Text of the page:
Graduation marks a step toward war

Commencement: The Naval Academy awards diplomas to 990 Mids, many of whom will be deployed to Iraq and Afghanistan.

May 29, 2004|By Molly Knight | Molly Knight,SUN STAFF

Under menacing gray skies, Gen. Richard B. Myers told the graduating class of newly minted officers at the U.S. Naval Academy yesterday that they will be part of a "long-term struggle" in which "the stakes simply couldn't be higher."

"You have a key role to play in a crucial moment of our nation's history," Myers, chairman of Joint Chiefs of Staff, told the class of 990 midshipmen - many of whom are bound for wars in Iraq or Afghanistan. "I can say with certainty you will have a role in fighting this war on terrorism. You'll go in harm's way. Sacrifice, as you've learned by now, is part of the job description."

In a grave speech peppered with just a few light moments, Myers - the nation's highest ranking military officer and an Air Force command pilot -said the graduating Mids are part of the "next greatest generation," and recalled the U.S. forces who stormed the beaches of Normandy, France, nearly 60 years ago.

Myers drew a link to those veterans, who NBC news anchor Tom Brokaw called the "greatest generation" on the eve of the National World War II Memorial's dedication in Washington.

"The invasion succeeded because of leadership - plain and simple," Myers said, adding that the wars in Iraq and Afghanistan represent "the complex environment where your leadership is needed."

Stark reality

The academy graduated 190 Marines yesterday - the largest number since the Vietnam War. These Marines wore blue uniforms to the ceremony, breaking an age-old tradition of graduating Mids forming a sea of white in the center of Navy-Marine Corps Memorial Stadium.

The Marine Corps-bound midshipmen will likely be deployed to Iraq or Afghanistan within a year, a stark reality that some said cast a pall over the celebrations.

On the eve of graduation, midshipman Drew Barker said he and several classmates gathered in the academy's chapel to pay tribute to U.S. forces and "hang out for the last time."

"It was kind of somber," said Barker, 22, who will complete a graduate program in engineering before serving in the Navy. "I thought about the fact that it won't be too long before some of my friends go" to war.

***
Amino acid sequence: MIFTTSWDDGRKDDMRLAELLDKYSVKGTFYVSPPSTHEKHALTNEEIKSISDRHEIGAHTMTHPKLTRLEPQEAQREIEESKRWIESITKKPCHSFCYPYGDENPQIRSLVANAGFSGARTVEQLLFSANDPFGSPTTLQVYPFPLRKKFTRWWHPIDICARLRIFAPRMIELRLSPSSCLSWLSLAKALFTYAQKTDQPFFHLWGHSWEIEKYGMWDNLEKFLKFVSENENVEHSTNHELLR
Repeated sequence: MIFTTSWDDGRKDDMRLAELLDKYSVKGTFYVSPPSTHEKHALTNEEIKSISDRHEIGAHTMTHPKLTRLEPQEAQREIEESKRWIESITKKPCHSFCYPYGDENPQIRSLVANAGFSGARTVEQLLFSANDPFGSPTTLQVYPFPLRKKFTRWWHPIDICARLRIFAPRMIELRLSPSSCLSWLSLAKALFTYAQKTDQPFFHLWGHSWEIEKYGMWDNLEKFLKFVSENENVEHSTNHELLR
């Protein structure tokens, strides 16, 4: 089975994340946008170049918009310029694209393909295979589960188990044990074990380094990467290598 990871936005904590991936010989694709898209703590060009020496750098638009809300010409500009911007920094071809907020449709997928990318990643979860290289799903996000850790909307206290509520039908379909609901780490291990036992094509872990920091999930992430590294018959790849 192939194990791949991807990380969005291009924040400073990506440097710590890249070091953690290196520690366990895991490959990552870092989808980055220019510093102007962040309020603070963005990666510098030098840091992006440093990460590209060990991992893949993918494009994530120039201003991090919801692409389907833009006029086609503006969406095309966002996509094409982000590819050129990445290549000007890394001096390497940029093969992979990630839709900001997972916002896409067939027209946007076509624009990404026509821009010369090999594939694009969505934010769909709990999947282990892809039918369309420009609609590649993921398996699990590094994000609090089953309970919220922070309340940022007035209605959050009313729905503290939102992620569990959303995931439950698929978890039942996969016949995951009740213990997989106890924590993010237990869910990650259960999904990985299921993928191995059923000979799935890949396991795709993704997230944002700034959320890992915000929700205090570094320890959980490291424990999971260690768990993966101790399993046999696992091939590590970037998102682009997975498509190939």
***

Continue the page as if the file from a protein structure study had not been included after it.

Other graduates expressed anxiety and anticipation.

"It's a bittersweet time because I'm leaving all my friends, and they're telling most of us nine months to a year [before deployment to a war zone]," said Jon Landers, 22, who is headed for the Marine Corps. "But someone has to do it, so I just try not to really think about it."

Myers did his part to rally the Mids around the war in Iraq, sharing the content of a letter a Marine wrote to his family. In it, the Marine recounted his experience offering medical aid to residents of a town who cheered him and his comrades. Myers said the young man wrote: "We are making a difference here."

Absent from Myers' address, which his spokesman said he tinkered with until his helicopter landed in Annapolis yesterday morning, was any direct reference to the grim news out of Iraq in recent weeks.

As casualties mount, Myers, Secretary of Defense Donald H. Rumsfeld and top military commanders are working toward the June 30 transfer of power to Iraqis. Complicating matters has been the prisoner abuse scandal at the Abu Ghraib complex.

On May 7, Myers and Rumsfeld faced intense questioning about the reported abuses from members of the House Armed Services Committee.

Instead, Myers focused yesterday on the larger battle that he said the country faces.

"Terrorists want to destroy our confidence, and with it our way of life," he said. "So there's never been a more important time to serve."

A range of emotions

Because of the overcast skies, the Blue Angels canceled their annual flyby, much to the disappointment of the 20,000 family members and friends of graduates who filled the stadium stands. Many also confessed to experiencing a range of emotions.

Wiping tears from her eyes, Marilyn Light, mother of midshipman James Joshua Light, said she had experienced several bouts of weeping over the past few days.

"I lost it twice while shopping in Giant," said Light, whose son will soon begin training as a naval aviator. "I'm not worried, just incredibly proud. In peacetime or wartime, it's their decision."

"If I could go for him, I would," David Farber said of his son, Adam, who will be a naval aviator. Farber said that after four years at the academy, his son grew from a boy inspired by the film Top Gun to a naval officer with confidence.

When his son accepted his diploma, Farber leapt from his seat to photograph the moment.

"I see a man in him now," a teary-eyed Farber said. "One who is ready to go out and do what has to be done."

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